Client Demographics & Attitudes
Syndicated survey data were analyzed and found that senior pet owner demographics and health attitudes did not substantially impact pet health involvement in terms of veterinary visits and revenue.
• Number of visits over the past 12 months did not vary substantially across pet owner age groups. A slight skew was found toward fewer visits among pet owners with children than those without.
• It was hypothesized that a client’s attitudes toward personal health might have an impact on his or her pet health involvement. To explore this, respondents’ level of agreement with a battery of health attitudes was compared among pet owners with 0, 1, 2, and 3 or more veterinary visits in the preceding year. Substantial differences in attitudes among these groups were not found (Figure 5).
Clients with Sick Pets
Clients with pets that had a major medical event are another key target for increasing hospital revenue. Regardless of the age of the pet, owners of pets with a serious health issue were more involved with their pets’ healthcare over the past 15 months (Figure 6).
Nearly half of those with sick pets also believed the animal to be at risk for additional health issues in the next 3 years, while around one-third of those with healthy pets shared this concern.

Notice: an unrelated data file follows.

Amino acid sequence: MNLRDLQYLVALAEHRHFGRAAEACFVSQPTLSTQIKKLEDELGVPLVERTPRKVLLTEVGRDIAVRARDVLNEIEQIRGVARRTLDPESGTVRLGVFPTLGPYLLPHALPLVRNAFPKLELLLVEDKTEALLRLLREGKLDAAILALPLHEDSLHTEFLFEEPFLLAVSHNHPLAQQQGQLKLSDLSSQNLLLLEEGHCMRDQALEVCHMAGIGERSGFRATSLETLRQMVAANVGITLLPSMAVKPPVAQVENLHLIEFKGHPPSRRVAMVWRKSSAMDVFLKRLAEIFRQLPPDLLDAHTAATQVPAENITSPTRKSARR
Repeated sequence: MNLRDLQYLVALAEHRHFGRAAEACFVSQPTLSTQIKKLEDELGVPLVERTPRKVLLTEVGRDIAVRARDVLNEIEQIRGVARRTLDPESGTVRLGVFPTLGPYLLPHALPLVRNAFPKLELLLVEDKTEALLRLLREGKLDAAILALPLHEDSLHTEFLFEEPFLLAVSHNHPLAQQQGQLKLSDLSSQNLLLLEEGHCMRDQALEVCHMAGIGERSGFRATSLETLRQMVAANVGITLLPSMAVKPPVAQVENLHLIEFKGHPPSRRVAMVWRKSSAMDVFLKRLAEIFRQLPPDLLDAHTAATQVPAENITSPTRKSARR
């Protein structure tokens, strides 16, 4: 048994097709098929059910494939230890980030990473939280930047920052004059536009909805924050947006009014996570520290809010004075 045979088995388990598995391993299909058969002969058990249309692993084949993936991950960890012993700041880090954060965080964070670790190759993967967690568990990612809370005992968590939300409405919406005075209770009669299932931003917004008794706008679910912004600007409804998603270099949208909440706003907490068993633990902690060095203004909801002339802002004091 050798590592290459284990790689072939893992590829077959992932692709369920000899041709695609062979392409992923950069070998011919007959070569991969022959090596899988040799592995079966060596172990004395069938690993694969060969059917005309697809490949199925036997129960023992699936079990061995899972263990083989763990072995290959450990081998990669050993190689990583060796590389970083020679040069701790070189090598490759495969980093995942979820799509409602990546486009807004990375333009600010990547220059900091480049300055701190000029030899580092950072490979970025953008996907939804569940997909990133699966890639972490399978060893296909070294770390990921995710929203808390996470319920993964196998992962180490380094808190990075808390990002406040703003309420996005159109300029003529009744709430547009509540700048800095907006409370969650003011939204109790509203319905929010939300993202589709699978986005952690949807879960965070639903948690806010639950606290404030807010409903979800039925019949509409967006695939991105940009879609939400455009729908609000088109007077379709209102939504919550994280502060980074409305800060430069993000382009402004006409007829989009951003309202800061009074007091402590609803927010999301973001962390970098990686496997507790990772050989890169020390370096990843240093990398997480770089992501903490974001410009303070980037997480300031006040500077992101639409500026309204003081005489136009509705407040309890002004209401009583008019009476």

Similar to the pattern seen among clients with senior/geriatric pets, the reported amount owners were willing to spend to buy an imaginary product to add a year to their pet’s life in a hypothetical scenario was higher among clients who had a sick pet in the past 2 years (Figure 7).
Greater concern with disease and reported willingness to spend on treatment may indicate openness to communications and treatments proposed by the veterinarian to those clients whose pets have been sick. | EVT
Veterinary Healthcare Marketing Insights
1. Keep in mind that owners of senior pets are receptive to placing a priority on their pets’ healthcare.
2. Ensure very active outreach, including appointment reminders, follow-ups, and thank you communications in addition to proactive wellness initiatives, and health maintenance plans. Use educational materials and handouts (see The Practical Approach to Drug Monitoring chart) to explain the importance of follow-up care to clients.
3. Take the opportunity to increase client knowledge about future age-related concerns throughout pets’ lives rather than waiting until they are already “senior”to provide an opportunity for earlier pet-health involvement and early disease detection. See the client handout A Lifetime of Canine Wellness for an example.
4. Among clients with pets that had a major illness or injury, engage in active follow-up as a way of building long-term trust.
5. Owners of pets that had a major medical event are likely to be receptive to communications regarding annual checkups, regular blood work, age-related initiatives, and specific disease maintenance.
Targeting Client Communication to Increase Clinic Visits
Anne Hufham (TargetBase) and Alexis Nahama, DVM (VCA Animal Hospitals)
1. VCA internal survey and transactional match-back, 2012. Marketing Department study published exclusively for EVT.